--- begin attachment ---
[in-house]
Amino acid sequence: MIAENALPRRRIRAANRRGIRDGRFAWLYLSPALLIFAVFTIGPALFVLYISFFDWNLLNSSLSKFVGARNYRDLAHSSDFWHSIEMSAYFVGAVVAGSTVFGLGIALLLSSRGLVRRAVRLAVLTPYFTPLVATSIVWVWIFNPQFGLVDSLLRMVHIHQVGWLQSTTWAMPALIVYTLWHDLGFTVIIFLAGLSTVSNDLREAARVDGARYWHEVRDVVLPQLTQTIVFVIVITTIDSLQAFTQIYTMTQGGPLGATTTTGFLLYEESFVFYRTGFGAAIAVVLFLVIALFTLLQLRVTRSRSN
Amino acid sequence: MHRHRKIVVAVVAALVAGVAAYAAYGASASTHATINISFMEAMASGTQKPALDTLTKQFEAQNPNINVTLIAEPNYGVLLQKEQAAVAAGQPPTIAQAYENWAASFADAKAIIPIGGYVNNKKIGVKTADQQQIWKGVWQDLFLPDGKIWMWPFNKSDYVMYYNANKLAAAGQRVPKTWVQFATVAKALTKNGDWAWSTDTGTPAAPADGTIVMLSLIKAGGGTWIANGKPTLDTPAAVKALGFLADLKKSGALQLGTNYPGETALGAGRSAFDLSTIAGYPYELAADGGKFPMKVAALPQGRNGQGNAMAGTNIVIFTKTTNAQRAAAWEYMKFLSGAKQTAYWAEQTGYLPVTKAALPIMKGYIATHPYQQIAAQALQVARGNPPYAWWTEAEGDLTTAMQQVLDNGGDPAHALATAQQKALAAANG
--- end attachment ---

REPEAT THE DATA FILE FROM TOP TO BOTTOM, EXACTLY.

[in-house]
Amino acid sequence: MIAENALPRRRIRAANRRGIRDGRFAWLYLSPALLIFAVFTIGPALFVLYISFFDWNLLNSSLSKFVGARNYRDLAHSSDFWHSIEMSAYFVGAVVAGSTVFGLGIALLLSSRGLVRRAVRLAVLTPYFTPLVATSIVWVWIFNPQFGLVDSLLRMVHIHQVGWLQSTTWAMPALIVYTLWHDLGFTVIIFLAGLSTVSNDLREAARVDGARYWHEVRDVVLPQLTQTIVFVIVITTIDSLQAFTQIYTMTQGGPLGATTTTGFLLYEESFVFYRTGFGAAIAVVLFLVIALFTLLQLRVTRSRSN
Amino acid sequence: MHRHRKIVVAVVAALVAGVAAYAAYGASASTHATINISFMEAMASGTQKPALDTLTKQFEAQNPNINVTLIAEPNYGVLLQKEQAAVAAGQPPTIAQAYENWAASFADAKAIIPIGGYVNNKKIGVKTADQQQIWKGVWQDLFLPDGKIWMWPFNKSDYVMYYNANKLAAAGQRVPKTWVQFATVAKALTKNGDWAWSTDTGTPAAPADGTIVMLSLIKAGGGTWIANGKPTLDTPAAVKALGFLADLKKSGALQLGTNYPGETALGAGRSAFDLSTIAGYPYELAADGGKFPMKVAALPQGRNGQGNAMAGTNIVIFTKTTNAQRAAAWEYMKFLSGAKQTAYWAEQTGYLPVTKAALPIMKGYIATHPYQQIAAQALQVARGNPPYAWWTEAEGDLTTAMQQVLDNGGDPAHALATAQQKALAAANG